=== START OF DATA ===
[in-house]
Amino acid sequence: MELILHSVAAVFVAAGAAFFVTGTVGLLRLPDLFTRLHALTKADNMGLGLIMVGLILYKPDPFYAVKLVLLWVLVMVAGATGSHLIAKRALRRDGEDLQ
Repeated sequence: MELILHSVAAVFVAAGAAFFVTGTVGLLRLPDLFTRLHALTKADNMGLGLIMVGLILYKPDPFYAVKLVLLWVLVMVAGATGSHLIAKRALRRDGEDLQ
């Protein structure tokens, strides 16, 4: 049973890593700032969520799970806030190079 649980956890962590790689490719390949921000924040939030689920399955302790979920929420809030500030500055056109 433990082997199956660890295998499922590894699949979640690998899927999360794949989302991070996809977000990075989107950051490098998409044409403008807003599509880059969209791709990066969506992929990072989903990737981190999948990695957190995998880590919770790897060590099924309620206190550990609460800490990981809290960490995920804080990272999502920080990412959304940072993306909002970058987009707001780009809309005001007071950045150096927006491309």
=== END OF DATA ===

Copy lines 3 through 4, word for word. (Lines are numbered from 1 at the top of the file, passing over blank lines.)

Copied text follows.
Repeated sequence: MELILHSVAAVFVAAGAAFFVTGTVGLLRLPDLFTRLHALTKADNMGLGLIMVGLILYKPDPFYAVKLVLLWVLVMVAGATGSHLIAKRALRRDGEDLQ
């Protein structure tokens, strides 16, 4: 049973890593700032969520799970806030190079 649980956890962590790689490719390949921000924040939030689920399955302790979920929420809030500030500055056109 433990082997199956660890295998499922590894699949979640690998899927999360794949989302991070996809977000990075989107950051490098998409044409403008807003599509880059969209791709990066969506992929990072989903990737981190999948990695957190995998880590919770790897060590099924309620206190550990609460800490990981809290960490995920804080990272999502920080990412959304940072993306909002970058987009707001780009809309005001007071950045150096927006491309």